Someone once asked Rebbe Nachman why the Baal Shem Tov held their daughter, Rebbetzin Udel, in such high esteem. The Rebbe explained, “My great-grandfather greatly admired his daughter (Feige) because all day long she went about with a heart full of yearning for G-d, and constantly asked herself, 'What else can I do to please the One Above?'“ (Siach Sarfei Kodesh 11, 1-72).
 
* * *
 
In the winter of 5565 (1805), the Rebbe traveled to Medvedevka for Shabbos Shirah, as was his custom, in order to visit his Chasidim and to give a Torah lesson. At that time, their four-year-old daughter Chaya, who was then in Medvedevka, developed sties on both eyes and could barely see. Upon his arrival, the Rebbe was informed of her condition. He then gave the discourse, “And G-d led the people circuitously...” (Exodus 13:19), later published as Likutei Moharan 1:62. This lesson cites a teaching of the Zohar (Mishpatim, 95a) about a “beautiful maiden who has no eyes.” Through this, his daughter was healed (Chayei Moharan 26).
 
* * *
 
In the year 5565/1804, their  daughter Miriam married Rabbi Pinchas Segal of Volochisk. The Chasan was a son of Rabbi Leibush Segal, the Rav of Volochisk and a disciple of the Maggid of Mezeritch. On the Shabbos before the wedding (Parshas Noach, Rosh Chodesh Cheshvan), the Rebbe danced all day long. In Chayei Moharan, Rabbi Noson remarks that never did he see the Rebbe dance the way he danced that Shabbos.
 
The Rebbe drank a little wine, as is customary in celebrating a coming wedding. At one point, he supported himself on his disciple, Rabbi Yudel, and continued to dance. They were singing a very beautiful and inspiring niggun (melody), which was one of awe. The Rebbe danced to this niggun. (Usually when he danced, it was to a niggun of inspiration and awe. According to tradition, this was the melody that Breslover Chasidim still sing for the Blessing of the New Month.) The Rebbe also said that this melody is one of “calling and summoning”; it is used to call everyone to gather for the wedding ceremony. They were calling the souls of all the family's holy ancestors - the Baal Shem Tov, Rabbi Nachman Horodenker, and the Rebbe's mother, Rebbetzin Feige. As the Zohar states, the souls of departed relatives all gather together at a wedding (Pinchas, 219b, 220a).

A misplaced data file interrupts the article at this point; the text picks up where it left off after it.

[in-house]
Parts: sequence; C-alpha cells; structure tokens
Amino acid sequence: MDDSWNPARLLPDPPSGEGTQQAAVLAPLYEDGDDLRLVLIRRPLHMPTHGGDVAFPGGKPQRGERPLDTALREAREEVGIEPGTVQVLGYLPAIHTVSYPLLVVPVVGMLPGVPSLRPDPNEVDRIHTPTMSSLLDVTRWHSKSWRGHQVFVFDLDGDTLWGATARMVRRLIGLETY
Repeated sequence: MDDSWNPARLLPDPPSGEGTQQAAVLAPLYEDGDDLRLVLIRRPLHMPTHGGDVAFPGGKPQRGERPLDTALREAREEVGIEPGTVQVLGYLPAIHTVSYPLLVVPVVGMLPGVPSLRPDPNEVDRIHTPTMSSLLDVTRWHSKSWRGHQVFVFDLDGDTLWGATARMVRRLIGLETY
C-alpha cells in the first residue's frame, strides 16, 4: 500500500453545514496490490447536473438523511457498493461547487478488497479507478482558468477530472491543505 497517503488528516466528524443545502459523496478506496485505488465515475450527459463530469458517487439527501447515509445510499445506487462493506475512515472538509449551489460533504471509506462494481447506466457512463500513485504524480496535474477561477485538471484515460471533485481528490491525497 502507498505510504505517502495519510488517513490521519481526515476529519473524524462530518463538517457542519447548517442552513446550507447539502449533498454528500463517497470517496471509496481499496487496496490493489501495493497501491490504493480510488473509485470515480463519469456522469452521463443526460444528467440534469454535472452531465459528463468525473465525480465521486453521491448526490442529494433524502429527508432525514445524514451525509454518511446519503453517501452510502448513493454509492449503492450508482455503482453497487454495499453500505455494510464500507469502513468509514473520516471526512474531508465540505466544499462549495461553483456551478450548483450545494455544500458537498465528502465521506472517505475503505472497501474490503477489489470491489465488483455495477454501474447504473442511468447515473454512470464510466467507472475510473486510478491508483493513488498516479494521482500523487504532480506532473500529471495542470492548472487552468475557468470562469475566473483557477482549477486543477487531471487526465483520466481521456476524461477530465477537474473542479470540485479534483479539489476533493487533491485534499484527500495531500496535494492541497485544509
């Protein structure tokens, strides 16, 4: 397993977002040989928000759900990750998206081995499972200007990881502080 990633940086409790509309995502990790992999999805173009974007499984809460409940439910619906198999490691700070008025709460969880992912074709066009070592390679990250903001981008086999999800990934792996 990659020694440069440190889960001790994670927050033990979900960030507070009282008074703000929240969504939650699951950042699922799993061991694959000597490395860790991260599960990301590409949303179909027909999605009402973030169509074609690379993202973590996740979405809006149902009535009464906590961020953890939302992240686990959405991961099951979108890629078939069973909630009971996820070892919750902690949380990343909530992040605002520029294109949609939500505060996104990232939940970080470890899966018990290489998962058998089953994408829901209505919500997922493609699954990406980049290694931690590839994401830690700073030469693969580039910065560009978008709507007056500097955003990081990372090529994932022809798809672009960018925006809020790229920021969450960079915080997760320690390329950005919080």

During the Third Meal, the Rebbe sat with the entire company, and led the singing of Bnei Heichalah. He remarked, “One who knows how to drink can atone for sins.” Then he delivered a profound discourse on this subject, later published as Likutei Moharan I:177 (Chayei Moharan 117).
 
* * *
 
Rebbe Nachman's daughter Sarah married R. Yitzchok Isaac, son of Rabbi Leib Dubrovner of Kremenchug. Although the Rebbe was already living in Breslov, the wedding took place in Medvedevka on Rosh Chodesh Nissan 5563/1803 (which was Rebbe Nachman's birthday). After ceremony they spoke about the Moshiach, and the Rebbe mentioned allusively that he would be one of the newly married couple's offspring.
 
On Shabbos Sheva Berachos, during the Third Meal, the Rebbe delivered the lofty discourse, “He set a tent for the sun in their midst” (Psalms 19:5), later published as Likutei Moharan 1:49. (When the Rebbe first gave over this discourse in the presence of the bride and groom, he began with the last half of the verse (ibid.): “And he will come forth like a bridegroom from his wedding canopy.”) This lesson weaves together the concepts of Nissan, Sarah, Yitzchak, a bride, a wedding, Shabbos, and the Moshiach.
 
Rebbe Nachman danced at great length before their daughter Sarah. In praise of the Rebbe's dancing, Reb Noson states: “Whoever did not witness his dancing never beheld goodness in his life. Although many tzaddikim have fulfilled the mitzvah of 'dancing before the bride,' the Rebbe's dancing was beyond compare. Everyone present surely was moved to genuine repentance for all his sins” (Yemei Moharnat 3, Chayei Moharan 116).
 
To be continued.
 
 
(Reprinted with kind permission of http://www.nachalnovea.com/)